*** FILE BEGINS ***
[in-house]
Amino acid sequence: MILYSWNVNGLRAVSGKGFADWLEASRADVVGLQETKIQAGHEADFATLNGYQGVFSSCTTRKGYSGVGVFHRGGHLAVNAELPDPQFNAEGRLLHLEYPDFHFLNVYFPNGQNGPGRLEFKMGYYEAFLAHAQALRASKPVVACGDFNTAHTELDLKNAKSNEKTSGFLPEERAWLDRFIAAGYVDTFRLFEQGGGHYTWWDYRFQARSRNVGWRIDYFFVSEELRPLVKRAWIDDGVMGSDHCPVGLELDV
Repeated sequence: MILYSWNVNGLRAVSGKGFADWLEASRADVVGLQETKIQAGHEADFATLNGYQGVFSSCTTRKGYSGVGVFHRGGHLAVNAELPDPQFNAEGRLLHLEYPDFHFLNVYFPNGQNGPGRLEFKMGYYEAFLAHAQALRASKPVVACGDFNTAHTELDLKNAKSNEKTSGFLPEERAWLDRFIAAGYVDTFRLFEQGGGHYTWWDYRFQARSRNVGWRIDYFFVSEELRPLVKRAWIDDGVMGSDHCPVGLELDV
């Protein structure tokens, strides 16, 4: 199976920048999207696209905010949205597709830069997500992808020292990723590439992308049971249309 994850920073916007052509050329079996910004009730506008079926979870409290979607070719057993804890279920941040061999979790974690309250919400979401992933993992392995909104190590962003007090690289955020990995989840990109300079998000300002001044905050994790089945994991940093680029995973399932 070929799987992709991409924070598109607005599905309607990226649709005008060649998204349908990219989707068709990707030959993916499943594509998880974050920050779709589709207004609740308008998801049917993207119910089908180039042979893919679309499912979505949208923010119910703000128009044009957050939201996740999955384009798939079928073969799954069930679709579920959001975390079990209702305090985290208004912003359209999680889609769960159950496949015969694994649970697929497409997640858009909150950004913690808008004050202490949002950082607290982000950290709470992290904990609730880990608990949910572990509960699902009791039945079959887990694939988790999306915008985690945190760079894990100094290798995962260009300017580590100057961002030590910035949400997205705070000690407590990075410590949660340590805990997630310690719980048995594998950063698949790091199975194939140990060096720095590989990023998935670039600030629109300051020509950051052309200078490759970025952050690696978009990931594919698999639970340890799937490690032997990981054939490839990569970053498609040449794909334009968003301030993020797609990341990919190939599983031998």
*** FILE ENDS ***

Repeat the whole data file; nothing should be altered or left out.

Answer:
[in-house]
Amino acid sequence: MILYSWNVNGLRAVSGKGFADWLEASRADVVGLQETKIQAGHEADFATLNGYQGVFSSCTTRKGYSGVGVFHRGGHLAVNAELPDPQFNAEGRLLHLEYPDFHFLNVYFPNGQNGPGRLEFKMGYYEAFLAHAQALRASKPVVACGDFNTAHTELDLKNAKSNEKTSGFLPEERAWLDRFIAAGYVDTFRLFEQGGGHYTWWDYRFQARSRNVGWRIDYFFVSEELRPLVKRAWIDDGVMGSDHCPVGLELDV
Repeated sequence: MILYSWNVNGLRAVSGKGFADWLEASRADVVGLQETKIQAGHEADFATLNGYQGVFSSCTTRKGYSGVGVFHRGGHLAVNAELPDPQFNAEGRLLHLEYPDFHFLNVYFPNGQNGPGRLEFKMGYYEAFLAHAQALRASKPVVACGDFNTAHTELDLKNAKSNEKTSGFLPEERAWLDRFIAAGYVDTFRLFEQGGGHYTWWDYRFQARSRNVGWRIDYFFVSEELRPLVKRAWIDDGVMGSDHCPVGLELDV
């Protein structure tokens, strides 16, 4: 199976920048999207696209905010949205597709830069997500992808020292990723590439992308049971249309 994850920073916007052509050329079996910004009730506008079926979870409290979607070719057993804890279920941040061999979790974690309250919400979401992933993992392995909104190590962003007090690289955020990995989840990109300079998000300002001044905050994790089945994991940093680029995973399932 070929799987992709991409924070598109607005599905309607990226649709005008060649998204349908990219989707068709990707030959993916499943594509998880974050920050779709589709207004609740308008998801049917993207119910089908180039042979893919679309499912979505949208923010119910703000128009044009957050939201996740999955384009798939079928073969799954069930679709579920959001975390079990209702305090985290208004912003359209999680889609769960159950496949015969694994649970697929497409997640858009909150950004913690808008004050202490949002950082607290982000950290709470992290904990609730880990608990949910572990509960699902009791039945079959887990694939988790999306915008985690945190760079894990100094290798995962260009300017580590100057961002030590910035949400997205705070000690407590990075410590949660340590805990997630310690719980048995594998950063698949790091199975194939140990060096720095590989990023998935670039600030629109300051020509950051052309200078490759970025952050690696978009990931594919698999639970340890799937490690032997990981054939490839990569970053498609040449794909334009968003301030993020797609990341990919190939599983031998």